Children who have had chickenpox or flu ‘more vulnerable’ to Strep A, parents warned

British schools have begun writing to parents and carers to warn them to be vigilant against Group A Streptococcus, a potentially deadly bacterial infection that has killed at least seven children in recent weeks following a rise in cases.

A 12 year-old boy in Lewisham, south London, is the latest to have lost their life to Strep A, it has emerged.

The bacteria (Streptococcus pyogenes) can linger in the throat and on the skin and cause many different illnesses if transmitted through sneezing or physical contact, including impetigo, scarlet fever and strep throat.

While the vast majority of infections prove relatively mild, the bacteria can also sometimes cause a life-threatening illness known as invasive Group A Streptococcal (iGAS) disease, whose symptoms include high fever, severe muscle aches, localised muscle tenderness and redness at the site of a wound.

According to UK Health Security Agency (UKHSA) data, there have been 2.3 cases of invasive disease per 100,000 children aged one to four this year in England, compared with an average of 0.5 in the pre-pandemic seasons (2017 to 2019).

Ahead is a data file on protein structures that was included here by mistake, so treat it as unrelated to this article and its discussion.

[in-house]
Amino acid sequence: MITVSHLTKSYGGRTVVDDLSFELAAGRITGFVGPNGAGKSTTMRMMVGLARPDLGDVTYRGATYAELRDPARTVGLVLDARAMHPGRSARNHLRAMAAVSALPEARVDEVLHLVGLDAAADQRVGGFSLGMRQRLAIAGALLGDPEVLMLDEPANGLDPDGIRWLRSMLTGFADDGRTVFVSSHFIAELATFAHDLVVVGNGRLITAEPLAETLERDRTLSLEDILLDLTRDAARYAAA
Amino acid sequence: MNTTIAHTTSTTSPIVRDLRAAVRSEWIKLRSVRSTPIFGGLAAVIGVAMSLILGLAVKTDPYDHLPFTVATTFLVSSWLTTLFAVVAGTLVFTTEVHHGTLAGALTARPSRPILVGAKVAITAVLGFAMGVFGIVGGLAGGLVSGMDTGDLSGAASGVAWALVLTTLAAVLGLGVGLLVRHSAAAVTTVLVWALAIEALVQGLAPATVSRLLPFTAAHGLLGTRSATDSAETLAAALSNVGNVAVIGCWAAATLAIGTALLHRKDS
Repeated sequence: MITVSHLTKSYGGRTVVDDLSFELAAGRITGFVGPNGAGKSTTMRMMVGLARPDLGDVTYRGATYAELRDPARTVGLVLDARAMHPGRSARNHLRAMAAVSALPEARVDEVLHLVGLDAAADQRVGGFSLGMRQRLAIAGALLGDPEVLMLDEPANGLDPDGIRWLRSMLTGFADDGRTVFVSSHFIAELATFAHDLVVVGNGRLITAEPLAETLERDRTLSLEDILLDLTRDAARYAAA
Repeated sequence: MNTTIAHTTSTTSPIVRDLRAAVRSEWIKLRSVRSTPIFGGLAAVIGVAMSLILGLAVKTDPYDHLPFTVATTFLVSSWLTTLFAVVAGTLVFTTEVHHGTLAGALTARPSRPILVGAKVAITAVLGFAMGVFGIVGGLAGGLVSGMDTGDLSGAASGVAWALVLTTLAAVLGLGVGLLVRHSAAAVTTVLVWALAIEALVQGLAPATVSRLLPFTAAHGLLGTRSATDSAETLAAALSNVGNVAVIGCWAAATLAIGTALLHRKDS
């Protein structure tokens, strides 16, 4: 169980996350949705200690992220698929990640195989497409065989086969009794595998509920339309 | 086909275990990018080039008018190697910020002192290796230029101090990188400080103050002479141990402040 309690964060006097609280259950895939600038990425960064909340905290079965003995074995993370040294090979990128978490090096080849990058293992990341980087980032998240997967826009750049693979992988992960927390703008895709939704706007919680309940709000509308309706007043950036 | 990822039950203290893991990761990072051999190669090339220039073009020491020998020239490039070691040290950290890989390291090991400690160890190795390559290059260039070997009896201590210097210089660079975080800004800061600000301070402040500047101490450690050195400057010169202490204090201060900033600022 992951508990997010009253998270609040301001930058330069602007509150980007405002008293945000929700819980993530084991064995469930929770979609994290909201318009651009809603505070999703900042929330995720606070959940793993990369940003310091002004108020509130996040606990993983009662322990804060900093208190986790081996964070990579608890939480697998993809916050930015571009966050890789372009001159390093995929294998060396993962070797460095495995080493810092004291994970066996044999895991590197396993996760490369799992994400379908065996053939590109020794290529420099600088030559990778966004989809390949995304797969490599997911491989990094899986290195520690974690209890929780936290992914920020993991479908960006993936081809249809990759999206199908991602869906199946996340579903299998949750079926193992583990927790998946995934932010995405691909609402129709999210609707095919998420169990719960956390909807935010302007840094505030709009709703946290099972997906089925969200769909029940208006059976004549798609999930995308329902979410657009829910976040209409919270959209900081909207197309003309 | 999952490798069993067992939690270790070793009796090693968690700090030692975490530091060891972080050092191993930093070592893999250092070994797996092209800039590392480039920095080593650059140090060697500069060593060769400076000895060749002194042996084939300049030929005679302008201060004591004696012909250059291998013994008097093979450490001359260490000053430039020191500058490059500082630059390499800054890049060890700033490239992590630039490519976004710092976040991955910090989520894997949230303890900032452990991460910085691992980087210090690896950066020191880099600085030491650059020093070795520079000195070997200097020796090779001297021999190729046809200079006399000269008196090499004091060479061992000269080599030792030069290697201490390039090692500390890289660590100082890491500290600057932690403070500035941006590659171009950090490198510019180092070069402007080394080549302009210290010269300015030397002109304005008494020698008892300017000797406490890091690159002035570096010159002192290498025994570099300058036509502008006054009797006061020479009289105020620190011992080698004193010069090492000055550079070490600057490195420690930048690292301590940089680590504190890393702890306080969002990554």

There have also been 1.1 cases per 100,000 children aged five to nine compared with the pre-pandemic average of 0.3.

One letter sent to parents, seen by The Independent, cited NHS advice on spotting the symptoms of resulting conditions like scarlet fever and strep throat and pointed out that youngsters who have previously contracted chickenpox or the flu are more likely to be vulnerable to Strep A infections.

“Children who have had chickenpox or influenza (‘flu) recently are more likely to develop more serious infection during an outbreak of scarlet fever and so parents should remain vigilant for symptoms such as a persistent high fever, cellulitis (skin infection) and arthritis (joint pain and swelling),” it read.

“If you are concerned for any reason please seek medical assistance immediately.”

Chickenpox increases the risk of a child contracting an infection because it damages the skin and can leave open lesions, according to the experts, while the flu leads to increased coughing and sneezing, raising the risk of the bacteria being spread around.

The letter warns parents to contact their GP or call NHS 111 if their child falls ill or feels unwell, to keep them off school until they are better and to practise good hand hygiene and use tissues to shield coughs and colds.